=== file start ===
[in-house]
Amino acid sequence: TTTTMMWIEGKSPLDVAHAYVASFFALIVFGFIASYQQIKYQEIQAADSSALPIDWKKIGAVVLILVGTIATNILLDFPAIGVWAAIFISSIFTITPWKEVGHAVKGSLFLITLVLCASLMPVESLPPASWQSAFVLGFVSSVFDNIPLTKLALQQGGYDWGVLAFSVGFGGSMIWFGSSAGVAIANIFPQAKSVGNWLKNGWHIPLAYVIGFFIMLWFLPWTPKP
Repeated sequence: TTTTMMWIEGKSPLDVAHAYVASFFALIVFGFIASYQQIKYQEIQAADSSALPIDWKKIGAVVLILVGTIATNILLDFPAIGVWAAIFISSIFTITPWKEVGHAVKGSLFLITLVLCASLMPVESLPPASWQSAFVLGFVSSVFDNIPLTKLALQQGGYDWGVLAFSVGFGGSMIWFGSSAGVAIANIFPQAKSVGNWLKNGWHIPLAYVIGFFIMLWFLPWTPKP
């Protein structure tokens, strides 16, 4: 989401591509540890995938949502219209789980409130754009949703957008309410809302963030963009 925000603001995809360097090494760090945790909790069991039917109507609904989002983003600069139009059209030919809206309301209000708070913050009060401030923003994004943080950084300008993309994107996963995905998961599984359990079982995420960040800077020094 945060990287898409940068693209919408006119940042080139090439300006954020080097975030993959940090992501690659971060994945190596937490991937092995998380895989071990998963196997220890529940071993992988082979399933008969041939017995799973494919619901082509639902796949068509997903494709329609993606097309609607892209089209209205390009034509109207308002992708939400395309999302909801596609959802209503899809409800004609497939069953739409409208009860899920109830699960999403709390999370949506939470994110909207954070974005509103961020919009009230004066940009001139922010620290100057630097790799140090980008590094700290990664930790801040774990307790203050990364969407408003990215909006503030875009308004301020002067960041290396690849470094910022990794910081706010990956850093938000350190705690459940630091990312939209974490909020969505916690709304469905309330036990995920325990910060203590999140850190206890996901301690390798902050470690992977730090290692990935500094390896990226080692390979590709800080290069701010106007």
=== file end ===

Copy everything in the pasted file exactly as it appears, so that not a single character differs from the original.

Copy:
[in-house]
Amino acid sequence: TTTTMMWIEGKSPLDVAHAYVASFFALIVFGFIASYQQIKYQEIQAADSSALPIDWKKIGAVVLILVGTIATNILLDFPAIGVWAAIFISSIFTITPWKEVGHAVKGSLFLITLVLCASLMPVESLPPASWQSAFVLGFVSSVFDNIPLTKLALQQGGYDWGVLAFSVGFGGSMIWFGSSAGVAIANIFPQAKSVGNWLKNGWHIPLAYVIGFFIMLWFLPWTPKP
Repeated sequence: TTTTMMWIEGKSPLDVAHAYVASFFALIVFGFIASYQQIKYQEIQAADSSALPIDWKKIGAVVLILVGTIATNILLDFPAIGVWAAIFISSIFTITPWKEVGHAVKGSLFLITLVLCASLMPVESLPPASWQSAFVLGFVSSVFDNIPLTKLALQQGGYDWGVLAFSVGFGGSMIWFGSSAGVAIANIFPQAKSVGNWLKNGWHIPLAYVIGFFIMLWFLPWTPKP
């Protein structure tokens, strides 16, 4: 989401591509540890995938949502219209789980409130754009949703957008309410809302963030963009 925000603001995809360097090494760090945790909790069991039917109507609904989002983003600069139009059209030919809206309301209000708070913050009060401030923003994004943080950084300008993309994107996963995905998961599984359990079982995420960040800077020094 945060990287898409940068693209919408006119940042080139090439300006954020080097975030993959940090992501690659971060994945190596937490991937092995998380895989071990998963196997220890529940071993992988082979399933008969041939017995799973494919619901082509639902796949068509997903494709329609993606097309609607892209089209209205390009034509109207308002992708939400395309999302909801596609959802209503899809409800004609497939069953739409409208009860899920109830699960999403709390999370949506939470994110909207954070974005509103961020919009009230004066940009001139922010620290100057630097790799140090980008590094700290990664930790801040774990307790203050990364969407408003990215909006503030875009308004301020002067960041290396690849470094910022990794910081706010990956850093938000350190705690459940630091990312939209974490909020969505916690709304469905309330036990995920325990910060203590999140850190206890996901301690390798902050470690992977730090290692990935500094390896990226080692390979590709800080290069701010106007």